The word "Mardi Gras", to be sure is French for Fat Tuesday and it was from France that the observance came to Mobile. But a Frenchman would hardly recognize the celebration Mobile-style. Neither would the Spanish who instituted the torch-lit night processions. Nor would the British who used up all the fat in the house before the Lenten season by making pancakes on "Shrove Tuesday" or Pancake Day. The German influence of Fasching is present, but carried on only by an unlikely group of rowdy cowboys and girls from a local swamp of some repute, ill or otherwise. It is a time when locals cheer, grovel or stand in homage as a strange array of revered and sometimes bazaar characters - jesters, kings, queens, peacocks, gypsy queens, Indians, ancient gods and goddesses, long-dead men and women of history, alley-cats, pharaohs and Inca gods - promenade around the ballroom floor.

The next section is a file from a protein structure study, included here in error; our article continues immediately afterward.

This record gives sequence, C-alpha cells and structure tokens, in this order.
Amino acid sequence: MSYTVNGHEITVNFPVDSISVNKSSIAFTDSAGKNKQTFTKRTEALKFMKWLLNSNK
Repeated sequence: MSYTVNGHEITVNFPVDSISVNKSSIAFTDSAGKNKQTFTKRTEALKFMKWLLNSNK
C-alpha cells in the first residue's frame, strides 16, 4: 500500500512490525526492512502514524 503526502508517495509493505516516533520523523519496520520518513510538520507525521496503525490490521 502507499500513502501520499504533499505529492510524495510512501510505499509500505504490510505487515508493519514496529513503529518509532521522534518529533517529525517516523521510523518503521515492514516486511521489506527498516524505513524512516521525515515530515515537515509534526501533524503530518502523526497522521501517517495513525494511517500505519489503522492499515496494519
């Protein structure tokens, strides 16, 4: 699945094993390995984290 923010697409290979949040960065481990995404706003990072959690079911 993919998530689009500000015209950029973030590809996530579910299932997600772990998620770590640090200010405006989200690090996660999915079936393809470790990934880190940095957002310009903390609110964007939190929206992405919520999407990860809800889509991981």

The "Blue Bloods" and Native Mobilians claim it as their own, but not one "Native" had a major part in its history for the first 163 years of its 289 year presence in the city. And, not a single "Blue Blood" can be found in the beginning annals of the festival in the Port City. Even the world's first mystic society, the renowned Cowbellion de Rakin Society was the results of a one-eyed Pennsylvania Yankee cotton broker getting a little imbibed with a few of his friends on New Year's Eve of 1830. And the society which today is considered to be the most social of them all was begun by a lowly bank runner in the years following the War Between the States. To be sure, much of the celebration is now their domain and the contributions of Old Mobile to Mardi Gras are immense and invaluable. But it is not their celebration alone - never was - never will be. It's been touted as a great tourist attraction, but with few exceptions, tourists can only watch the parades as most Balls are strictly by invitation only. And the downtown hotels are usually so full of locals during the season, there is seldom room for visitors at the inn.